Fred Bacon, the former Strood socialist councillor who died yesterday, often had a quiet grin on his face as he debated issues.
It was in keeping with his sense of fun.
One day we were chatting and the subject got around to musical tastes.
It was as we were discussing this that we discovered we shared our admiration for Tom Lehrer.
In particular we both doubled up at one particular song - poisoning pigeons in the park.
On his last council meeting, he came across to the press bench and slipped something into my hand. It was a CD compilation he had put together of his favourite Lehrer songs.
I play it whenever I get a chance: it's by the side of my computer at home, in a well-thumbed corner of my collection.
I know Fred will be reading this when he gets a moment.
In which case, mate, enjoy Lehrer's words one more time:
We've gained notoriety,
And caused much anxiety
In the Audubon Society
With our games.
They call it impiety,
And lack of propriety,
And quite a variety
Of unpleasant names.
But it's not against any religion
To want to dispose of a pigeon.
(I thought I just heard a dry chuckle).
The bus station on Globe Lane has finally got the go ahead - and no one is going to slow it down.
That, at least, is the plan.
But rather like the problems facing the local buses, timing ambitions do not necessarily match timing realities.
Arriva has had problems with customers angry at the delays caused by the road works.
It has had bigger problems (if that was possible) with the Traffic Commissioners, who have threatened it with all sorts of problems if it doesn't improve its time keeping.
The next few months will test all of us.
The whole area from Medway Street to The Brook and all the way to Union Street are to be the subject of roadworks and tree planting.
There's to be road widening.... and the mushrooms - shelters for passengers patiently queuing (in Chatham?) until they know where their bus will be waiting for them.
It will transform Chatham... eventually.
Who knows, in two years time the Queen might confer city status on Chatham during her Diamond Jubilee year.
Then again, Reading and Milton Keynes might be preferred.
I like the story I heard last night from ex-councillor Mark Jones.
Labour's former education spokesman suggested there was a touch of austerity to the by-election in River ward.
Their candidate is John Jones, a former Midlands councillor.
"It helps," he admitted.
"We've got plenty of Vote Jones posters in stock."
Ed Miliband, who is fighting his brother, David, and several other candidates for the Leadership of the Labour Party, went on the knock to help Mr Jones (J.) campaigning for votes around Melville Court.
"Hello," he said more than once to startled residents, "I'm Ed Miliband from the Labour party."
And with equal enthusiasm they replied: "Who?"
Campaigning 35 miles up the line in Westminster doesn't seem to have cut the ice in Brompton's densest housing development.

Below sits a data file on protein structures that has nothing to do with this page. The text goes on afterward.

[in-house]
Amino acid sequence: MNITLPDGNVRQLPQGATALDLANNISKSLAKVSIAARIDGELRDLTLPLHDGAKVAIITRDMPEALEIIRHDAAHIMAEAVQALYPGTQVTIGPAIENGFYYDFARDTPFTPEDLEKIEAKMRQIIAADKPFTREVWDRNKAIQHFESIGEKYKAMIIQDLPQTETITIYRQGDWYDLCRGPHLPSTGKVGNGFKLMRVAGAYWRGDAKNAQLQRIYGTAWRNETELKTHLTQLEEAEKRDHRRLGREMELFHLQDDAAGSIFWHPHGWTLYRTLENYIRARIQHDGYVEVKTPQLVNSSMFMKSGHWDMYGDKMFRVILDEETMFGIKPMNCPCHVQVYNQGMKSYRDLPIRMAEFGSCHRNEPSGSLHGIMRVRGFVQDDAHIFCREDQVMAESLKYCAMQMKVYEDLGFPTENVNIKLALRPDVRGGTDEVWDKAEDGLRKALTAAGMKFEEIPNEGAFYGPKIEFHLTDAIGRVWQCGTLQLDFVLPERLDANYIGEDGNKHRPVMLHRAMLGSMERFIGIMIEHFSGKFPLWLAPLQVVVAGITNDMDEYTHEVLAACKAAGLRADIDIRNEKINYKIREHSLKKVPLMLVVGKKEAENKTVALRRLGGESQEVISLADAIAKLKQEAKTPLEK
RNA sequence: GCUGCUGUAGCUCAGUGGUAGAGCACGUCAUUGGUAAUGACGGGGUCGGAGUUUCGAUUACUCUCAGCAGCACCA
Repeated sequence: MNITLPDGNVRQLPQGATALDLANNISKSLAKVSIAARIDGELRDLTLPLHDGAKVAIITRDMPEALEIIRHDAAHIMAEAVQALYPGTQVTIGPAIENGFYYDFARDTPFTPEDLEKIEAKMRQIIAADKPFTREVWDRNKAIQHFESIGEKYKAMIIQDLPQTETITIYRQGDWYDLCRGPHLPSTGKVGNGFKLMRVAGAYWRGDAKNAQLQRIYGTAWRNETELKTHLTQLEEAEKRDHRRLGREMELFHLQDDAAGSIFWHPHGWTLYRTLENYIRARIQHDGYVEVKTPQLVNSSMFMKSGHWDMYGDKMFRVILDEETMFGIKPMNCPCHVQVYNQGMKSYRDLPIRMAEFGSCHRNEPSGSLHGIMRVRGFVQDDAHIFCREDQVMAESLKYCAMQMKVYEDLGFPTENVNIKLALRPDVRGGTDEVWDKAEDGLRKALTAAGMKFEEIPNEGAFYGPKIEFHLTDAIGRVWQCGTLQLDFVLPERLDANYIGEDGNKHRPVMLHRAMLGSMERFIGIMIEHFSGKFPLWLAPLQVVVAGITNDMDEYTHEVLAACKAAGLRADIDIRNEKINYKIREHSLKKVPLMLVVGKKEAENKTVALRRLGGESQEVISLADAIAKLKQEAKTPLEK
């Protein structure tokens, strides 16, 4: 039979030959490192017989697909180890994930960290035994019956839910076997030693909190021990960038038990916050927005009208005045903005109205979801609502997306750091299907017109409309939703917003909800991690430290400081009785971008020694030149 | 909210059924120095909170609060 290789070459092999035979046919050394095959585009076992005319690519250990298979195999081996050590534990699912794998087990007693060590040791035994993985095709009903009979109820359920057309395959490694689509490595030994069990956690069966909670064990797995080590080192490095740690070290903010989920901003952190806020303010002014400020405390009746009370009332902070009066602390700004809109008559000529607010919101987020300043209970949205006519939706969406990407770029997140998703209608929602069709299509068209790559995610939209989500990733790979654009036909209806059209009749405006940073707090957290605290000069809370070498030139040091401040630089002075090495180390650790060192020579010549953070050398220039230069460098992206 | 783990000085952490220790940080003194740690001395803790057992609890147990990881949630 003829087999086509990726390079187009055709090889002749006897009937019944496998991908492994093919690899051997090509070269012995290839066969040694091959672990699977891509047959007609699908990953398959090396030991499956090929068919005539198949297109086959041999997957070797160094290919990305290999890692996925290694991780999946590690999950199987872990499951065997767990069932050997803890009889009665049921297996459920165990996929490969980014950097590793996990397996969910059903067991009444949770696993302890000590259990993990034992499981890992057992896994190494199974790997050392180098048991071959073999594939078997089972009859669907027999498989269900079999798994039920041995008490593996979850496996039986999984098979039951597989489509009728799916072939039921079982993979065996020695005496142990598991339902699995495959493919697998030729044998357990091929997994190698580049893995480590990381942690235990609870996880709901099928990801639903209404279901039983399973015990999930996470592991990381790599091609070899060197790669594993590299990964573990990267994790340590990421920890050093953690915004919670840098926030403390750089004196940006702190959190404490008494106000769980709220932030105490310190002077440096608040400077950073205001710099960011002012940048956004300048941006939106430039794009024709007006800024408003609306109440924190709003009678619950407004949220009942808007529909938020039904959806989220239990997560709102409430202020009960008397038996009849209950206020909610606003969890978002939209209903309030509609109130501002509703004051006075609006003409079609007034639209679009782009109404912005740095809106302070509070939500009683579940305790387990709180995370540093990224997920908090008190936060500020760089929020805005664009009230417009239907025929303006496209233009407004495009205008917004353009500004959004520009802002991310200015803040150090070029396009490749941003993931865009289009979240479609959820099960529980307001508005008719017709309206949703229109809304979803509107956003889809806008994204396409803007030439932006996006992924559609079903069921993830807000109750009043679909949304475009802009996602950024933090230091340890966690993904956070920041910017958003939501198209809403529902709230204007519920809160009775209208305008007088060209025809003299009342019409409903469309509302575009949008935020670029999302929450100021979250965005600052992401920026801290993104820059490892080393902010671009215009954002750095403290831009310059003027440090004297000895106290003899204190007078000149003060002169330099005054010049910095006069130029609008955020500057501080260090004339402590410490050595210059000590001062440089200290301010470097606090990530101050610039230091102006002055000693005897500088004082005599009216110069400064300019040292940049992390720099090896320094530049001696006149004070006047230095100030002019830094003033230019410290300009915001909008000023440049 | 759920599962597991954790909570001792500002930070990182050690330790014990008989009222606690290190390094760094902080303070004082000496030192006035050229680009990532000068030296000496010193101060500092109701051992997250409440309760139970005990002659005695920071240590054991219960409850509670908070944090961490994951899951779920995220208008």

The outgoing councillor, Bill Esterson, now Labour MP for Sefton Central, also joined the campaign trail.
I hear he has been winding up the Conservatives in the Commons over the way the building programmes for the three Medway academies are currently hanging in the balance.
Among those stung into action was Cllr Reh Chishti, now also MP for Gillingham and Rainham.
Cllr Esterson - always one for sparring with the Rainham fireball - refused to stand down to allow him to speak.
Pity. It would have been interesting to hear his explanation if the Brompton Academy in his constituency fails to get the vital funds to rebuild itself to meet the needs of the pupils.
Cllr Les Wicks came out with a gem when introducing the new Youth Justice plan.
"This will make sure they are not left hanging," he said.
I thought capital punishment in Medway was replaced by a spell in the colonies.
That's it for a time. I am off for a couple of weeks, and plan to do an Otis - sit on the bay watching the tide roll in.
Before I go, I cannot avoid mentioning the demise of the public's few parking spaces at Gun Wharf.
The council requires you to book in advance for a parking space. Except there aren't any.
So grannies, pregnant mums, arthritic pensioners and others must park at the bottom of the hill (if there is an space at the library) then struggle up the hill.
I have advocated a number of times councillors upon election should be required to break a leg. That way they would discover what a lot of their decisions mean to a lot of local residents.
The sooner the car parking is 24/7 "pay and display" the better. Why is it that the public has to pay, but not the public servants they pay?
After all, 339 of them earn in excess of £50,000 a year (and don't pay for the privilege of parking).
Clearly, it really is time I had a holiday.